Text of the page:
Supporting Health Promotion and Prevention
When I went to school, we talked about primary, secondary, and tertiary prevention. I think we have made a new advance when we now talk about preventive services, clinical services, and community-based prevention, as well as policy for public health prevention and health promotion. I would like to put the emphasis on the policy aspects, because we have tremendous policy tools and we have been learning to use them in legislation and regulatory measures. We have done nutrition labeling. In tobacco, we have used litigation as an important tool. And we have used a great deal of local initiative and regulatory policy to move us along.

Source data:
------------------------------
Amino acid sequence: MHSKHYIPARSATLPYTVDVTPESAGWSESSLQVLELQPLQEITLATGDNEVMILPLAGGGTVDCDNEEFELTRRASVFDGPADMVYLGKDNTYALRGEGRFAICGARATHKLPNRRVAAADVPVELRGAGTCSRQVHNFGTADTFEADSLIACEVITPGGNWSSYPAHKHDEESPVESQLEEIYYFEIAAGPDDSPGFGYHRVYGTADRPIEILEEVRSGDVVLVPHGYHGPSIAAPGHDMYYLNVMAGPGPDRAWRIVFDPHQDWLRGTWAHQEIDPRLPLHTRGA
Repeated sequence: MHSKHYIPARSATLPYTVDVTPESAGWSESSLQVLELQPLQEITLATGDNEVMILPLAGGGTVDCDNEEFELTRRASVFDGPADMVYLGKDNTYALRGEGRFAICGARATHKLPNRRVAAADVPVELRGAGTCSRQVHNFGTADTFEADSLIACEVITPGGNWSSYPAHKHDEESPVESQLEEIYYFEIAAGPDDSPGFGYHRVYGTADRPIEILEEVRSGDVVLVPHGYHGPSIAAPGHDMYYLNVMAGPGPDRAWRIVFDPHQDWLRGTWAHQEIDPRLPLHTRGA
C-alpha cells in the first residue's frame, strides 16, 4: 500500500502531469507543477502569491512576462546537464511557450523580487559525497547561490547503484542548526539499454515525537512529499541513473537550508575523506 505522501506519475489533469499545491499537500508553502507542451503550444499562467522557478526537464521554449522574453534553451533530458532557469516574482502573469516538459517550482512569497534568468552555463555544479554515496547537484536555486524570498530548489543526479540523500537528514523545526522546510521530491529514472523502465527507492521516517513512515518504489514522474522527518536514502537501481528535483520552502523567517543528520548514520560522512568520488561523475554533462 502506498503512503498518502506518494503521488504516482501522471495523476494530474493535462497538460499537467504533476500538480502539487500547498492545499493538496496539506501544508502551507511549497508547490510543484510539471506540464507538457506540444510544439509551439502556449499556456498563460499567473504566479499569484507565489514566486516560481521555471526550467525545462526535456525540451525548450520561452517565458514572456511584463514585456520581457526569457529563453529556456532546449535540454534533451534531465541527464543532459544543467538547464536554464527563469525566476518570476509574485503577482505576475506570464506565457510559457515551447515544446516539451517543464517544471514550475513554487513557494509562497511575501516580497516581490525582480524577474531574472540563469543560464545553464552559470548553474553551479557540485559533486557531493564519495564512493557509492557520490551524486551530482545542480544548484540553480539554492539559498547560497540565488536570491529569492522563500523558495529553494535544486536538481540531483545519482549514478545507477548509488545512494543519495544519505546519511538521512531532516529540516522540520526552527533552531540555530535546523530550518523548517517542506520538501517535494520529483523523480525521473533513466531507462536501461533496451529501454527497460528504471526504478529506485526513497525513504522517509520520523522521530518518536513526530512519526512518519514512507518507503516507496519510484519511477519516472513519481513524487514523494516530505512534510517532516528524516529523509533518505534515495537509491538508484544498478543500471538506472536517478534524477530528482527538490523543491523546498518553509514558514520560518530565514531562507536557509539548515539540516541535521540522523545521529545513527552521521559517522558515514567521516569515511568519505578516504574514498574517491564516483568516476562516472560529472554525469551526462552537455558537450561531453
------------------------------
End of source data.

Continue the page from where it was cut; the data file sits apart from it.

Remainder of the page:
During my presidential year, Healthy People 2000 was high on the agenda and we tried to look at the objectives and tried to ask, “Will we meet those objectives for the year 2000?” It was clear that the overriding factor that was present then is even more present now. What keeps us from moving ahead are poverty and social inequality. As long as there are poverty and social inequality we are not going to meet those objectives. When we challenge the U.S. Public Health Service for why it did not list the abolition of poverty as an important factor in reaching the healthy goals, it said, “We knew poverty was the major factor, but the Public Health Service can’t do anything about that, so we didn’t want to put that as a goal.” I submit that’s a cop-out. We need to fight that issue. Good luck to all of you. Carry on the good fight. We’ll be with you.